Day four of protest at Mauna Kea is quieter but still strong

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HONOLULU (KHON2) — Hundreds who came together at the base of Mauna Kea to oppose the construction of the $1.4 Billion Thirty Meter Telescope, spent the day relaxing and waiting in anticipation.

“We are using this time to rejuvenate a little bit, to organize a little bit but by no means do we anticipate that this is a sign that the State of Hawaii is backing off or that the State of Hawaii is weakening in any way because we know that their Governor signed his emergency proclamation yesterday,” Kahookahi Kanuha, Kiai of Mauna Kea said.

It feels like the calm before what is likely to be another round of engagement between the Kiai and law enforcement.

“We anticipate that whenever they do return either later today or tonight or tomorrow that they will be coming in full force,” said Kanuha.

Though the kiai refuse to clear the path for heavy equipment to go up the mountain to build TMT, they freely cleared the road for water to be taken up the mountain for those who need it.

One group no longer at the top of the Mountain is the workers and technicians of them Mauna Kea Observatories.

All of the scientists left the facilities on Tuesday due to safety concerns regarding access to the mountain.

Richard Matsuda, WM Keck Observatory Chief of Operations said, “That any and no one is occupying the facilities upon the summit right now and without personnel up there we are unable to operate.”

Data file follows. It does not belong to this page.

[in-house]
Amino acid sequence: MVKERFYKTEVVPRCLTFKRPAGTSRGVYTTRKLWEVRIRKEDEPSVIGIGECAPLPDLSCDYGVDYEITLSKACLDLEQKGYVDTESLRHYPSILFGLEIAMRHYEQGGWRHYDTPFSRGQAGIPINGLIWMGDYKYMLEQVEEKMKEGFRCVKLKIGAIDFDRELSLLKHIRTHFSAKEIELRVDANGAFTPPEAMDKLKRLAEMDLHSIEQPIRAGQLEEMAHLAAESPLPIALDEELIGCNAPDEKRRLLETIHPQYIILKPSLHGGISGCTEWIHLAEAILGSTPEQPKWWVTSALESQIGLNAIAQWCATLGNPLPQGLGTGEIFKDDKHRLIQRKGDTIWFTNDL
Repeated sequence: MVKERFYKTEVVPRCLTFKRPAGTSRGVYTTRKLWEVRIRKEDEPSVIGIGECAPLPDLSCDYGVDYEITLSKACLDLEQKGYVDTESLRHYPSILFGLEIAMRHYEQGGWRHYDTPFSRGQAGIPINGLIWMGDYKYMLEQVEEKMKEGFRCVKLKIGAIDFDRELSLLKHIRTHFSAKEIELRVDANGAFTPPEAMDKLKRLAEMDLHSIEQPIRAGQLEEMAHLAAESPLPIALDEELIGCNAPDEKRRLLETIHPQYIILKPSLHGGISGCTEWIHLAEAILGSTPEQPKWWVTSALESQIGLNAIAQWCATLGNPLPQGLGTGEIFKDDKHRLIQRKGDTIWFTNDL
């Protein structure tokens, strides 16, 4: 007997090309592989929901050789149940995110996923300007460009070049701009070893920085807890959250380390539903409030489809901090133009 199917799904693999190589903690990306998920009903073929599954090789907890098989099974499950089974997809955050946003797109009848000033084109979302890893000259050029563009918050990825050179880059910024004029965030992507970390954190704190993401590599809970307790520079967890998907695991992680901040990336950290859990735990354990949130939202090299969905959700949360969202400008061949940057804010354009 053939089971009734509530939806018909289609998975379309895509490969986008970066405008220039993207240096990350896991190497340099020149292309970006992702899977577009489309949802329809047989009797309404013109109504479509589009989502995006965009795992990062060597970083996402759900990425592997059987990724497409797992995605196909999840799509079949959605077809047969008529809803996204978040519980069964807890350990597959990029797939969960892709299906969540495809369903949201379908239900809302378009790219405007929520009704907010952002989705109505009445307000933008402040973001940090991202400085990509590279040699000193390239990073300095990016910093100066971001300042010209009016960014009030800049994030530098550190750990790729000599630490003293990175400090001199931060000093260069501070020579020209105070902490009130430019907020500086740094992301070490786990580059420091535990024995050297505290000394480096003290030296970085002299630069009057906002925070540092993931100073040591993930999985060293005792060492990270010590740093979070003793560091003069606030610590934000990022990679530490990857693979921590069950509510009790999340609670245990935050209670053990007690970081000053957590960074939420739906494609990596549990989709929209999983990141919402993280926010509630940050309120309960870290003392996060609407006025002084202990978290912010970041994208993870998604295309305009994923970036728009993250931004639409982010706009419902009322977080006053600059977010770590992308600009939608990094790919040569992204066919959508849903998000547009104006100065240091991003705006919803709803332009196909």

They’ve chosen not to operate remotely to avoid issues that could arise with the telescopes.

Though Matsuda says they aren’t losing money, they are losing science.

They’ve already had to cancel one Science program that involved observing the supermassive black hole at the center of the Galaxy

Matsuda said, “They were doing that in conjunction with several other facilities around the world so that research is now missing the Mauna Kea piece.”

Matsuda says the current protests regarding TMT being built are complicated

He said, “Many of us feel very conflicted about how things are so it’s not easy it’s not easy for any of us.”

But he says without proper maintenance the complex instrumentation could become jeopardized within a matter of days.

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